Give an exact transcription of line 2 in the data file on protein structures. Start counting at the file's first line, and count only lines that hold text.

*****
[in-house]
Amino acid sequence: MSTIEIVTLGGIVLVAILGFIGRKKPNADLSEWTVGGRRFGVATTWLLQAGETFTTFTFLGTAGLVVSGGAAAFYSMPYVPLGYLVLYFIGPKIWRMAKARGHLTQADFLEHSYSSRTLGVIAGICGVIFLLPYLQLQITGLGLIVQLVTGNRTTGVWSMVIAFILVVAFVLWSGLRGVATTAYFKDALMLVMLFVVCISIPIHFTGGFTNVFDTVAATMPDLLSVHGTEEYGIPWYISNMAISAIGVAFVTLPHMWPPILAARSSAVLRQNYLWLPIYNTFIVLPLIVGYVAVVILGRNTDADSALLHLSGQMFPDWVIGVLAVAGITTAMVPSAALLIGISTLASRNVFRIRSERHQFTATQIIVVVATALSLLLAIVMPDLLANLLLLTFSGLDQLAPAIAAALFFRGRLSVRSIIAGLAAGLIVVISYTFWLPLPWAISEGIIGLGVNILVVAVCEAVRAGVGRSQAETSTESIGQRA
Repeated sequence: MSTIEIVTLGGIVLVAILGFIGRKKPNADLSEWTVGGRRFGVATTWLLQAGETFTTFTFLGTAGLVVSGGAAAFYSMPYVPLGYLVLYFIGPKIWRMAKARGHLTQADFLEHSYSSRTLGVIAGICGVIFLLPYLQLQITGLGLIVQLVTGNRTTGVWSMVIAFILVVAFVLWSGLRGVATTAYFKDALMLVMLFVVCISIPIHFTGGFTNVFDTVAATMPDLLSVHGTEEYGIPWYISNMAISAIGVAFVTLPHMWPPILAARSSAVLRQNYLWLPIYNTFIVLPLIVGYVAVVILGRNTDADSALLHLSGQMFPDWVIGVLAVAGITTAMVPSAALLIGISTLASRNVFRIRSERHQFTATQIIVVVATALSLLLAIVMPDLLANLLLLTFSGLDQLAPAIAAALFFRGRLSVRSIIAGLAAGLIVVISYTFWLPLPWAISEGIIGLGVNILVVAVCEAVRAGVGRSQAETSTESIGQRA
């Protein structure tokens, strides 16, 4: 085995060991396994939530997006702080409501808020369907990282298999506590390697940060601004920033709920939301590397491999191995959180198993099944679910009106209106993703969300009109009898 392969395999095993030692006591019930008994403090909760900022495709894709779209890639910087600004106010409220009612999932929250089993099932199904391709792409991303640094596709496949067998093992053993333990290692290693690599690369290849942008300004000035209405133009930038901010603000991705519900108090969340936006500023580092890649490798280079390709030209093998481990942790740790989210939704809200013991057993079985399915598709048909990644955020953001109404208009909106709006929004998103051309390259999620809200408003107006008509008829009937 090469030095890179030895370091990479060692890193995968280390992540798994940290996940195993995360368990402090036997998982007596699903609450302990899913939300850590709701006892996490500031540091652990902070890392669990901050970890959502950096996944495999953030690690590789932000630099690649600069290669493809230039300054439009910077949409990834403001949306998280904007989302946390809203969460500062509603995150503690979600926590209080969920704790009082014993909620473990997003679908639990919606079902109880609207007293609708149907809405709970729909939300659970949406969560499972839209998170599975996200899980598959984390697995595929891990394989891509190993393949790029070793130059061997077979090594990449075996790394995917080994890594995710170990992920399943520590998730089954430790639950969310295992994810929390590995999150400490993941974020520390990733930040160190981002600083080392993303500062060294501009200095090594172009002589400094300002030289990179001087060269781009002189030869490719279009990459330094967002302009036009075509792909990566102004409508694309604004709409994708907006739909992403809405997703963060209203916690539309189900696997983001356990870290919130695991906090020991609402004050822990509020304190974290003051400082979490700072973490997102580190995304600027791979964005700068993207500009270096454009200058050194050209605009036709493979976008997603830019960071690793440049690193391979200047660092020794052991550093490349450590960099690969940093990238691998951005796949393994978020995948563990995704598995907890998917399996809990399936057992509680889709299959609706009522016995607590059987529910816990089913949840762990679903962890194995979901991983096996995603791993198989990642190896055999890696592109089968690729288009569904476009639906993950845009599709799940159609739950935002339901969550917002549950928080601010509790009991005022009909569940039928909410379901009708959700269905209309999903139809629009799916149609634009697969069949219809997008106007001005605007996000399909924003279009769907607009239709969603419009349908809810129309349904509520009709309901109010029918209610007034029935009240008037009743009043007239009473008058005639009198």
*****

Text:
Amino acid sequence: MSTIEIVTLGGIVLVAILGFIGRKKPNADLSEWTVGGRRFGVATTWLLQAGETFTTFTFLGTAGLVVSGGAAAFYSMPYVPLGYLVLYFIGPKIWRMAKARGHLTQADFLEHSYSSRTLGVIAGICGVIFLLPYLQLQITGLGLIVQLVTGNRTTGVWSMVIAFILVVAFVLWSGLRGVATTAYFKDALMLVMLFVVCISIPIHFTGGFTNVFDTVAATMPDLLSVHGTEEYGIPWYISNMAISAIGVAFVTLPHMWPPILAARSSAVLRQNYLWLPIYNTFIVLPLIVGYVAVVILGRNTDADSALLHLSGQMFPDWVIGVLAVAGITTAMVPSAALLIGISTLASRNVFRIRSERHQFTATQIIVVVATALSLLLAIVMPDLLANLLLLTFSGLDQLAPAIAAALFFRGRLSVRSIIAGLAAGLIVVISYTFWLPLPWAISEGIIGLGVNILVVAVCEAVRAGVGRSQAETSTESIGQRA